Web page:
The Bulgars were still at this time a Mongolian tribe of horse riding nomads in the region of the Volga; the Aryan Serbs had recently come southward to the shores of the Black Sea into the original home of the Visigoths ; the Turko-Finnish Magyars were not yet in Europe. The Lombards were as yet north of the Danube.
The sixth century was marked by a phase of vigour on the part of the Eastern Empire under the Emperor Justinian (527-565). The Vandal kingdom was recovered in 534; the Goths were expelled from Italy in 553. So soon as Justinian was dead (565), the Lombards descended into Italy and settled in Lombardy, but they left Ravenna, Rome, Southern Italy, and North Africa under the rule of the Eastern Empire.
Such was the political condition of the world in which the idea of Christendom developed. The daily life of that time was going on at a very low level indeed physically, intellectually, and morally. t is frequently said that Europe in the sixth and seventh centuries relapsed into barbarism, but that does not express the reality of the case. It is far more correct to say that the civilization of the Roman empire had passed into a phase of extreme demoralization. Barbarism is a social order of an elementary type, orderly within its limits but the state of Europe beneath its political fragmentation was a social disorder. Its morale was not that of a kraal, but that of a slum. In a savage kraal a savage knows that he belongs to a community, and lives and acts accordingly; in a slum, the individual neither knows of nor acts in relation to any greater being.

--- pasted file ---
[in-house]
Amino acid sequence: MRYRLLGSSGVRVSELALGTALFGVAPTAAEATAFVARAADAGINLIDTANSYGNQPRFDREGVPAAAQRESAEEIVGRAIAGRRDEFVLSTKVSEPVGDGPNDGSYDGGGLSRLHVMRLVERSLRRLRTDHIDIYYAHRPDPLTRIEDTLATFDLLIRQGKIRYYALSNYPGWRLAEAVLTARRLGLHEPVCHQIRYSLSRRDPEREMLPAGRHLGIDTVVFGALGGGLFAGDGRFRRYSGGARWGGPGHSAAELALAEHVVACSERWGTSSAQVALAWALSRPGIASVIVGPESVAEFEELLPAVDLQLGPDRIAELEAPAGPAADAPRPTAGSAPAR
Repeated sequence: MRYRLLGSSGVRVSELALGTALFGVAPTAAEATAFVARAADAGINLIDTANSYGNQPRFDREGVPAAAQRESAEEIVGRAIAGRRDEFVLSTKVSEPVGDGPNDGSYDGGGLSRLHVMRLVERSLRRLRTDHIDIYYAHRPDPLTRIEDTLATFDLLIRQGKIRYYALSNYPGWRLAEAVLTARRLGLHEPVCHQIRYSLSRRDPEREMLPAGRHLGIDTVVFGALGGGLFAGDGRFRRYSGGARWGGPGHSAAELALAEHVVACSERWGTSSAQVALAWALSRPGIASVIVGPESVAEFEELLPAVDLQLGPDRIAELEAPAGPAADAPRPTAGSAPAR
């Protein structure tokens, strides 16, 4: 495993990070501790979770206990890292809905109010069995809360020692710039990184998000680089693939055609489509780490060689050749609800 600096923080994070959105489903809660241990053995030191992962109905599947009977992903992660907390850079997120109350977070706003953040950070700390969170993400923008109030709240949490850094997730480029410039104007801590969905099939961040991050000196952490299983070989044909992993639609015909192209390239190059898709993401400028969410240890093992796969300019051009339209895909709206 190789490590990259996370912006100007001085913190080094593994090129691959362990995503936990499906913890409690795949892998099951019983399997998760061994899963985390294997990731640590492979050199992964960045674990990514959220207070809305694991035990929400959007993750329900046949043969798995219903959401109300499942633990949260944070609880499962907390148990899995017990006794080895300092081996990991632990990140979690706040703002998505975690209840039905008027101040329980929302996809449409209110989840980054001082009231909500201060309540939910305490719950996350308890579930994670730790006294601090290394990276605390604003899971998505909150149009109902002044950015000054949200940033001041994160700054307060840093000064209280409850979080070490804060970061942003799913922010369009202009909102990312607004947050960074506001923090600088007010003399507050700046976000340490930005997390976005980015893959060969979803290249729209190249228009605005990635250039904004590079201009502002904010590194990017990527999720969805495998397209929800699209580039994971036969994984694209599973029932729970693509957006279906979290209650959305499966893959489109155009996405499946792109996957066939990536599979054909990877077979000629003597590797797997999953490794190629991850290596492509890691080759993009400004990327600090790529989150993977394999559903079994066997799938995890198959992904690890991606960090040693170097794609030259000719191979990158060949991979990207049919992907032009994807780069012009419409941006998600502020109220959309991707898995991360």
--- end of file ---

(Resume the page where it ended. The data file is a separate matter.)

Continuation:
Only very slowly and weakly did Christianity restore that lost sense of community and teach men to rally about the idea of Christendom. The social and economic structure of the Roman Empire was in ruins. That civilization had been a civilization of wealth and political power sustained by the limitation and slavery of the great mass of mankind. It had presented a spectacle of outward splendour and luxurious refinement, but beneath that brave outward show were cruelty, stupidity, and stagnation. It had to break down, it had to be removed before anything better could replace it.